Saturday, September 24, 2011


You can always tell when I'm extra pleased about something, because there are exclamation points. So, Yes! Falafel! I'm from Ann Arbor. This is not mere non sequitur, Ann Arbor is where Jerusalem Garden* is, and thus, all other falafel is to be compared to theirs, in my mind. When I was a small child, my parents wouldn't get us food from there. This was not, I maintain, due to pecuniary embarrassment, but rather due to dad's prejudice against the very idea of middle eastern food. It was certainly cheap- cheaper than Portland food cart cheap- although prices rose latterly.

Erica Knopper gave me my first falafel. I think she asked me if I liked falafel, and I said I didn't know what that was, and was it spicy? She said it wasn't 'really' spicy, which to a kid is just like saying Warning: grownup trying to get you to do something dreadfully uncomfortable. She must have realized this (I'm sure my skepticism was obvious), and offered to let me try some of hers.

It was delicious. It was rolled in pita, with lettuce and tomato, and it was crunchy, and warm, and savory, and sour (that was the tahini sauce), and just a bit spicy- I think I ate most of one of their falafel with hummus sandwiches. I used to hang out with lots of earnest hippies back then, and they cooked a lot of earnest food that usually tasted a bit odd to me. It didn't cross my mind until years later that what they were trying to do with all that earnest cooking was produce the experience of eating that falafel. It was vegetarian, it was comfort food, but more than that, it was just really good food.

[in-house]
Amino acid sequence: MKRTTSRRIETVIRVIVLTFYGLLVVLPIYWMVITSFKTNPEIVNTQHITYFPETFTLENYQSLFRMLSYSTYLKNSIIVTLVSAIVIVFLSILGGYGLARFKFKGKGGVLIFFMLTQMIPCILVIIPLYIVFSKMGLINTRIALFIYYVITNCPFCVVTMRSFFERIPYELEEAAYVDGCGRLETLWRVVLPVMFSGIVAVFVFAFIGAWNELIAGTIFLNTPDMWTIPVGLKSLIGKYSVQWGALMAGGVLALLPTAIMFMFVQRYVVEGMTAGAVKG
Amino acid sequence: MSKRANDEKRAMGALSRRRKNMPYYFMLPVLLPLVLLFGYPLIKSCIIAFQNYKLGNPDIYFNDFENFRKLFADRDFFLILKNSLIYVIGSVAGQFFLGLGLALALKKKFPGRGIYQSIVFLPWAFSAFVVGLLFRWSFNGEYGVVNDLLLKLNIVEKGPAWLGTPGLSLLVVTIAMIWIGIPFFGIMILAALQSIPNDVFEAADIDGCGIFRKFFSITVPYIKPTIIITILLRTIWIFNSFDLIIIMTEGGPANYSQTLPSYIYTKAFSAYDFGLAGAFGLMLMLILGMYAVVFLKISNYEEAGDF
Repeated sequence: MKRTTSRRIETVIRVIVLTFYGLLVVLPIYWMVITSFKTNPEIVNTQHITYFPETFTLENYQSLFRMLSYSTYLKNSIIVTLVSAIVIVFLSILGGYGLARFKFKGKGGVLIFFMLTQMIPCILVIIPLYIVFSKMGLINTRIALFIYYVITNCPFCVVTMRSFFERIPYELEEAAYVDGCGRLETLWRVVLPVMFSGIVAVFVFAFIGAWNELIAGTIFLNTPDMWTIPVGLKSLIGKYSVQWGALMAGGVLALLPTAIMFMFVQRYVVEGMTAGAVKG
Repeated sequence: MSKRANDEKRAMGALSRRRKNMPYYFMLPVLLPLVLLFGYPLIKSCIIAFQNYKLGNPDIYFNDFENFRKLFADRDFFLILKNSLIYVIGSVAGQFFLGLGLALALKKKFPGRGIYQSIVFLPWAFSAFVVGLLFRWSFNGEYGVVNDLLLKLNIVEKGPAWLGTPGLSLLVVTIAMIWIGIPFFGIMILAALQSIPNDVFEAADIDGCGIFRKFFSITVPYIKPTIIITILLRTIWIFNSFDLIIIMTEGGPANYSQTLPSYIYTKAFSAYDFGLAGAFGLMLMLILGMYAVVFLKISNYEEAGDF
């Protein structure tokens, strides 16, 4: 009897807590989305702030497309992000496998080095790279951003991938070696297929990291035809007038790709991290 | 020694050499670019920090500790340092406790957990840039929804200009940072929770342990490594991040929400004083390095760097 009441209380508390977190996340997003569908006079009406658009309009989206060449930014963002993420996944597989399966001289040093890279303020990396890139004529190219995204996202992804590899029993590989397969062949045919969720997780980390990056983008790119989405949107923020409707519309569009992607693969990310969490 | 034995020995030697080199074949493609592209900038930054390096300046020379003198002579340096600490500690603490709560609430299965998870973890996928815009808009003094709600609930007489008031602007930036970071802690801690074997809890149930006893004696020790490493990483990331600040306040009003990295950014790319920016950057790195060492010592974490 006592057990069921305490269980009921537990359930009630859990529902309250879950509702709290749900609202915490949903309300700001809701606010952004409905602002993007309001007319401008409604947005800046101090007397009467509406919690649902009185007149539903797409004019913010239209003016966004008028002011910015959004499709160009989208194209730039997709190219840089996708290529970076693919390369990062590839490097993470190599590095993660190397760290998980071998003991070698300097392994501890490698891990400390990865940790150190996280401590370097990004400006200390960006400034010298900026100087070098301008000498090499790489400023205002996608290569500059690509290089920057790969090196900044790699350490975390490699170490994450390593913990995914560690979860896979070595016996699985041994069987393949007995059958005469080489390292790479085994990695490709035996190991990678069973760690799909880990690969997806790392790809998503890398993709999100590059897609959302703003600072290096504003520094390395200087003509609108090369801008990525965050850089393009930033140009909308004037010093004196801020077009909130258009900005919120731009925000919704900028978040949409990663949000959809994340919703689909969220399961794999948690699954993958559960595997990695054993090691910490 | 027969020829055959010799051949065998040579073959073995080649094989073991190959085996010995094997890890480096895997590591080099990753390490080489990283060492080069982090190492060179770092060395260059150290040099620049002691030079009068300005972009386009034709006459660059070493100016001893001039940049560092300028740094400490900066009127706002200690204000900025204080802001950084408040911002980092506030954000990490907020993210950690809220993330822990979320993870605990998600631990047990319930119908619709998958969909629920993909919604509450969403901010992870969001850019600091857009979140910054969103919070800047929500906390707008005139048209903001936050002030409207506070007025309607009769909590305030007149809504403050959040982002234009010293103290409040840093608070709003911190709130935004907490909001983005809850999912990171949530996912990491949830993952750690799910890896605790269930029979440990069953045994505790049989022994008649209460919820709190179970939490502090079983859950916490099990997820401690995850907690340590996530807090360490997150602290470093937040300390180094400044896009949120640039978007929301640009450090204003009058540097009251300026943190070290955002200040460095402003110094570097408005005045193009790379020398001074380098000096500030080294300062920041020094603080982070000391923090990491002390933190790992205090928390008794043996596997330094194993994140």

I moved here a little over 3 years ago, which was a little over 20 years after I ate that sandwich. In New York, I worked with a rapidly changing stream of several hundred energetic and quirky people in their 20's, and so when I ended up at a bar here in southeast a couple years ago, it didn't surprise me that I recognized one of the bartenders. Lots of people I'd worked with had moved to Portland, I got on the bandwagon pretty late. But I couldn't remember this dude's name. So finally I did the "hey, not to be creepy or anything, but haven't we met" and he said well, you look pretty familiar. New York? I say. No, not there, Michigan, he says. And it turns out that he was the guy who made my falafel patties at Jerusalem Garden before I left town. I sorta wish now that I'd got his number, or given him mine, just to hang out maybe, but I was feeling bashful, and he was at work, and well, you know. It was a little weird.